As the No. 6 player in the country, Griffen was ranked behind Jimmy Clausen, Joe McKnight, Eric Berry, Ryan Mallett and Carlos Dunlap. He was part of a defensive line group that boasted Dunlap, Marvin Austin, Martez Wilson and others currently in the NFL. Griffen can be considered a bit of a disappointment with his fourth-round status and a college career that didn't live up to expectations, but his talent is still unquestioned.
Now in his fourth season in the NFL, wide receiver Michael Crabtree of the San Francisco 49ers has seen his production grow every year.
After his seven-reception, 107-yard, two-touchdown performance against New England on Sunday night during a 41-34 victory, Crabtree is now 14th in the league with 73 receptions, which goes along with 868 yards and seven touchdowns.
Crabtree was drafted with the 10th overall pick in the first round in 2009 out of Texas Tech, and his time as a Red Raider was a memorable one. After being redshirted during his freshman season, Crabtree took college football by storm in 2007 and finished with an amazing 134 receptions for 1,962 yards and 22 touchdowns. Receiving Heisman Trophy-hype heading into the 2008 season, along with his quarterback Graham Harrell, Crabtree finished his final season in Lubbock with 97 receptions for 1,165 yards and 19 touchdowns.
His two years on the field at Texas Tech produced a number of memorable accomplishments, which resulted in Crabtree being named a two-time unanimous first-team All-American and winning the Biletnikoff Award twice.
Coming out of Dallas (Texas) Carter, Crabtree was regarded as an athlete and was actually recruited as a defensive back and even a quarterback by some schools. His athleticism and versatility helped pile up the offers, and by the spring of 2005 schools such as Oklahoma State, Texas A&M, Colorado, Wisconsin and Kansas State had joined the chase. As his process continued, Crabtree remained rather open heading into the fall and winter. At this time, Texas Tech, Kansas and Illinois began to distance themselves from the pack. After his first attempt of an official visit to Texas Tech was rescheduled, he ended up taking visits to Kansas and then Lubbock in January 2006. In late January, he committed to Texas Tech.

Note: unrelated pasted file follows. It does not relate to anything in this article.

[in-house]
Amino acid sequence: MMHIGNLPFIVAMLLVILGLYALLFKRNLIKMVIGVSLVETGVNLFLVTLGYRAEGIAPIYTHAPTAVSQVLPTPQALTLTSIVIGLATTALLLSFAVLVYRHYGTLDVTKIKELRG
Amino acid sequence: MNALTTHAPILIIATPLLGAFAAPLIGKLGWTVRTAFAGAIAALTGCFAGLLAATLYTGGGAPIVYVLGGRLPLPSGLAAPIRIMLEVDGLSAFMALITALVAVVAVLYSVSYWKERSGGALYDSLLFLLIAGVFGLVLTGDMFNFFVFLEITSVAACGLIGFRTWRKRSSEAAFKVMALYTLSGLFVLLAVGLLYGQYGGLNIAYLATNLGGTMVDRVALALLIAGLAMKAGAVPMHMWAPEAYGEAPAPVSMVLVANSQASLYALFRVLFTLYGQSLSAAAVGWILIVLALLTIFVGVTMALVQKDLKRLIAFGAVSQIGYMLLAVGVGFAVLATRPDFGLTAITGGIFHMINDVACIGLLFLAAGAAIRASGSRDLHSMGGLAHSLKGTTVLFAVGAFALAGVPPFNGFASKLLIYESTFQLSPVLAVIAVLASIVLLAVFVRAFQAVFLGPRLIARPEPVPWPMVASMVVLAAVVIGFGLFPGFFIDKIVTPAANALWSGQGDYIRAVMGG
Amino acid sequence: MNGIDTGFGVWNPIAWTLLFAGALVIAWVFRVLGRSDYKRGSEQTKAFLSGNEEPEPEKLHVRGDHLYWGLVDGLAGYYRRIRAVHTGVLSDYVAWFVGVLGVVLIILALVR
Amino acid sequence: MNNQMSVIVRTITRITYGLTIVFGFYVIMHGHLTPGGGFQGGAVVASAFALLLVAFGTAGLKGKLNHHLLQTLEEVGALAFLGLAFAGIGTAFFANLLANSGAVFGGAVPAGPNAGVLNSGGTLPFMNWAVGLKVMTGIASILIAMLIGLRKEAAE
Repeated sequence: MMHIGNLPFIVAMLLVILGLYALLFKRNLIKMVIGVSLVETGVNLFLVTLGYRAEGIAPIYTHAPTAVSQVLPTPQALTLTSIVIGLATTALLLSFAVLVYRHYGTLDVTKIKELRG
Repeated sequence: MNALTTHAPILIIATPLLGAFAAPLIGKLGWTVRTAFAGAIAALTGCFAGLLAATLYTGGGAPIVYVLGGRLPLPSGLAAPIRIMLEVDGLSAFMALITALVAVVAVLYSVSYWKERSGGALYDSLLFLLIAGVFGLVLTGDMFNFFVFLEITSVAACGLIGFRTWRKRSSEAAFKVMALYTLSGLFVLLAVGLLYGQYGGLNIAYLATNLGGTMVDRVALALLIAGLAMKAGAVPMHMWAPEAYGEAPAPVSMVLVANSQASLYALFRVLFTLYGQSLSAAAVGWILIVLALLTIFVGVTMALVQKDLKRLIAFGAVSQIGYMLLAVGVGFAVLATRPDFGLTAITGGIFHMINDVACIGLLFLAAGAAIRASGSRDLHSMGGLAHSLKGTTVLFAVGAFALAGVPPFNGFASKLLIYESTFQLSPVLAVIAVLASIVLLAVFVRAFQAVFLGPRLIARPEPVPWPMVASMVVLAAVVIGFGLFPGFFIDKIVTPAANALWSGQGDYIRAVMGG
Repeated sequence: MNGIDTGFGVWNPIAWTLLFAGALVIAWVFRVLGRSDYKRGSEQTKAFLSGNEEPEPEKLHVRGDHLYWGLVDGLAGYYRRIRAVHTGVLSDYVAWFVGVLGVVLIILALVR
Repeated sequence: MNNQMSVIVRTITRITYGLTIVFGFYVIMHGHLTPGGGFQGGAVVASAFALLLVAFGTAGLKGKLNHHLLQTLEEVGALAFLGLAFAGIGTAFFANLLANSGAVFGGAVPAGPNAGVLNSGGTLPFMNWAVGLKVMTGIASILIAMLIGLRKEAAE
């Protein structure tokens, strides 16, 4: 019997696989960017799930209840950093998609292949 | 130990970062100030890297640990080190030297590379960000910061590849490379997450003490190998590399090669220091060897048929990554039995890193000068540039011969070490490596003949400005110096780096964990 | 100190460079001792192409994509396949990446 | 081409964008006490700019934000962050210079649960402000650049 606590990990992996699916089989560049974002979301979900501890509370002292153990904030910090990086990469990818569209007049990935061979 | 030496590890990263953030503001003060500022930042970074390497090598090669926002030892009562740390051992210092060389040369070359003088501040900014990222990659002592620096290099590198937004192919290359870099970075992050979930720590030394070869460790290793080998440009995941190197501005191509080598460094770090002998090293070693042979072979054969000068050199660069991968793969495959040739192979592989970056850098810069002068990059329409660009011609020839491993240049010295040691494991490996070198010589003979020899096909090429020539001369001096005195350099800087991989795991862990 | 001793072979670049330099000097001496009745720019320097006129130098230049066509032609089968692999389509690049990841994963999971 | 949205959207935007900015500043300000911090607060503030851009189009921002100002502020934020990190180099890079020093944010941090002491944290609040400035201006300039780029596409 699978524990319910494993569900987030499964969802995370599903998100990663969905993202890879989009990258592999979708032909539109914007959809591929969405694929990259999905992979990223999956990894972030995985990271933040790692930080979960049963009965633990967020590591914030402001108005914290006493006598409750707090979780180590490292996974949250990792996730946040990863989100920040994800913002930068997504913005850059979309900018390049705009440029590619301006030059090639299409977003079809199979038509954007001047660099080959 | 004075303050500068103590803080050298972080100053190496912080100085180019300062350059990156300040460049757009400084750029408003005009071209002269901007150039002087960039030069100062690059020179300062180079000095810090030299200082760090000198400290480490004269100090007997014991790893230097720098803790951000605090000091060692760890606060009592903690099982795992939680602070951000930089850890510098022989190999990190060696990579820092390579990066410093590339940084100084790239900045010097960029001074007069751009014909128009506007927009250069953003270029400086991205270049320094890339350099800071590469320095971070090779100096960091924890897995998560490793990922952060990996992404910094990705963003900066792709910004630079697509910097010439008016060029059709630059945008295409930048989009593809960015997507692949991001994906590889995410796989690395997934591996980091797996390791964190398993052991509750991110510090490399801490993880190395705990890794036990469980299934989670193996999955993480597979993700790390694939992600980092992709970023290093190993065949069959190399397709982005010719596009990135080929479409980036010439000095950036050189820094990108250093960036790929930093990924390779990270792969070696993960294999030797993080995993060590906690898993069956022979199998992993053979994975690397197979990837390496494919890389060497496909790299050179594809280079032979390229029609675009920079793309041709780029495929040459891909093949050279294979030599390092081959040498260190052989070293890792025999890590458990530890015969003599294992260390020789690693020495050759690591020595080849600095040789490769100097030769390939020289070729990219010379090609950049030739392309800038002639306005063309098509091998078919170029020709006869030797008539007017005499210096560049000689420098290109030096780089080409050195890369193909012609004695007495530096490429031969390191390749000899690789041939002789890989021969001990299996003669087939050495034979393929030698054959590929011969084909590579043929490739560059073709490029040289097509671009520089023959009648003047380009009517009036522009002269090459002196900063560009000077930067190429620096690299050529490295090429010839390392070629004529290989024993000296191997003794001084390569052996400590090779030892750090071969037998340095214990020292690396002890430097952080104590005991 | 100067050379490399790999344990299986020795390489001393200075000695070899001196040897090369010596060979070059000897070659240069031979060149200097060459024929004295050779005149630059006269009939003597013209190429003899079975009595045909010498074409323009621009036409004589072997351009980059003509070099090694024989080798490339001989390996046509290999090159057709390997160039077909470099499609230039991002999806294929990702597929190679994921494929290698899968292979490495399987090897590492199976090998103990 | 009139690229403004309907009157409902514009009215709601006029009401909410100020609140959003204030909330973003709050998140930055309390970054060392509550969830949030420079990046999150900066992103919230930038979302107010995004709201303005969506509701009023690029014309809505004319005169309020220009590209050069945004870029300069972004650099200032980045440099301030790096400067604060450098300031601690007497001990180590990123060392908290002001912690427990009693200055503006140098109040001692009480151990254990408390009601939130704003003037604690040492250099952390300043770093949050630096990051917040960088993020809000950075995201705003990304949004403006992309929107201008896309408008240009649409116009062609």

Crabtree was a four-star athlete in the Class of 2006, and listed as the No. 16 athlete in the country and the No. 22 player in Texas. Nationally, there were only a handful of other athletes in his group that have made their mark in the NFL and/or college, including Riley Cooper, Dorin Dickerson, Taylor Mays and Myron Rolle, who was the top-rated athlete in the country. The Texas Longhorns wanted Crabtree as a defensive back and Bobby Knight wanted him as a guard on the Texas Tech basketball team, but he clearly made the right decision catching footballs.
Underrated? Yes, by quite a bit, but it's safe to say no one would have predicted what Crabtree would do in the Big 12 as a receiver back during his high school days.
(Video from 2010- Where did Everson Griffen rank?)